The oldest and best known of the Swiss German itinerant troupes, the Looslis Puppentheater was established in 1955 by Peter W. Loosli (Hilterfingen, Berne, 1919-2011) and his wife, Trudi Loosli-Ziehlmann. Peter Loosli had earlier trained at the Academy of Dramatic Arts in Zurich.

The Looslis’ first performance was in Lucerne in 1948, an adaptation of Doktor FaustDas Puppenspiel vom Doktor Faust. Their second production, The Soldier’s Tale Die Geschichte vom Soldaten – by Charles Ferdinand Ramuz, was staged in 1951 as part of the Luzerner Musikfestwochen (Lucerne Festival). In 1955, there was their adaptation of Antoine de Saint­Exupéry’s Le Petit PrinceDer kleine Prinz – a play that remained in their repertoire until the end of their career as puppeteers. They next created several productions for string puppets, among which were: Pinocchio, Doktor Faust, Cabaret Loosli; and their glove puppet shows included Rumpelstilzchen (Rumpelstiltskin), Dornröschen (Sleeping Beauty) and Rotkäppchen (Little Red Riding Hood), among others. In 1969, they staged a new version of The Soldier’s Tale in collaboration with the Musikkollegium of Zurich, working for the first time “in full view”, without a castelet stage or booth. The Looslis next produced several shows based on Max Bolliger’s stories for children, in particular Die Kinderbrücke (The Children’s Bridge), with music by Caspar Guyer.  

In 1988, the Looslis’ son Tobias joined the troupe. He had earlier created a street circus and worked as a magician-illusionist both in Switzerland and abroad. In 1990, Tobias made all the puppets for the company’s new version of Pinocchio.

In 1998, Tobias and his wife, Lois Loosli-Salsbery, took over the reins of the theatre with the production of Muggestutz der Haslizwerg, based on a story by Susanna Schmid-Germann. The show was staged with shadows and tabletop puppetry and the music was by Ernst Bruni. Peter and Trudi finally retired in 1999 and the Loosli troupe changed somewhat from its hitherto itinerant character and began to concentrate on productions for a younger audience.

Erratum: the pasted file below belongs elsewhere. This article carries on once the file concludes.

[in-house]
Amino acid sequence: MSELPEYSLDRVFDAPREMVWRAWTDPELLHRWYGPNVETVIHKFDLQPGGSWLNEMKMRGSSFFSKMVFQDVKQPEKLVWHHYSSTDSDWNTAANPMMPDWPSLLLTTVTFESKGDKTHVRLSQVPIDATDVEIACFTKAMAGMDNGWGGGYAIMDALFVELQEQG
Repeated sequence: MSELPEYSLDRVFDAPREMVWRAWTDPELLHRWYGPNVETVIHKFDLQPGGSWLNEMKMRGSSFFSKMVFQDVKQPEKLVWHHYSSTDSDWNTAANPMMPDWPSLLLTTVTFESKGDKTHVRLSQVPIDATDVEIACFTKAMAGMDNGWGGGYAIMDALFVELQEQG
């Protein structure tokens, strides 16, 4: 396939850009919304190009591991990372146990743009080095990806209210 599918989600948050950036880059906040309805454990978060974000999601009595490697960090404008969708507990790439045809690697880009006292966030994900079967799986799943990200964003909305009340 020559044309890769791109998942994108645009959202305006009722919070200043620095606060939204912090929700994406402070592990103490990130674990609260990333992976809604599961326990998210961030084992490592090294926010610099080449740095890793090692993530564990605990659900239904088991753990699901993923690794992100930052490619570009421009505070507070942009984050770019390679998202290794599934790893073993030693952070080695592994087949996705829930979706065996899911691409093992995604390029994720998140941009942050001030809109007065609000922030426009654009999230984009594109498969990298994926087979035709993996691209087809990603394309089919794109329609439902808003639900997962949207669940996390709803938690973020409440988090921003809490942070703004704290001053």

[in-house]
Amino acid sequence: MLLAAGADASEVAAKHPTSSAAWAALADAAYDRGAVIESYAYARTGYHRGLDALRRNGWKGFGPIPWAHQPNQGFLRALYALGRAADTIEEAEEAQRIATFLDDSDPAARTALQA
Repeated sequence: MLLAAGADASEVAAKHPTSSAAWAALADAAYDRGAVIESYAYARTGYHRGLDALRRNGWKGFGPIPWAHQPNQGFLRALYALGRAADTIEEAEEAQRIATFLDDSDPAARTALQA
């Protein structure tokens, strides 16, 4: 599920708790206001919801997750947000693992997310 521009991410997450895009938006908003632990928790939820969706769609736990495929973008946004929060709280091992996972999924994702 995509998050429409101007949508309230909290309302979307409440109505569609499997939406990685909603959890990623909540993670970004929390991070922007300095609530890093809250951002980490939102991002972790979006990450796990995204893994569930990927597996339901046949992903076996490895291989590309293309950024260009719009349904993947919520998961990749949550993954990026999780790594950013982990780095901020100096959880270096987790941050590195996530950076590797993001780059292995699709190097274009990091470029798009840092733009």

The dramatic style of the productions, however, continued to be as meticulous in the working of the puppets as in the story telling, much as it was in the early days of The Little Prince when Peter Loosli, dressed in black and standing on the stage, was as much if not more storyteller as manipulator, illustrating his text with the play of the puppet. Several of the Loosli productions have been successfully developed into books with audio companions (CDs or cassettes).      

(See Switzerland.)


  • Bolliger, Max. Trudi und Peter W. Loosli. Wetzikon: Paul Weber, 1973.
  • Kotte, Andreas, Simone Gojan, Joël Aguet, and Pierre Lepori, eds. Theaterlexikon der Schweiz/Dictionnaire du théâtre en Suisse/Dizionario teatrale svizzero/Lexicon da teater svizzer. Berne: Chronos, 2005. (In German, French, Italian, Romansh)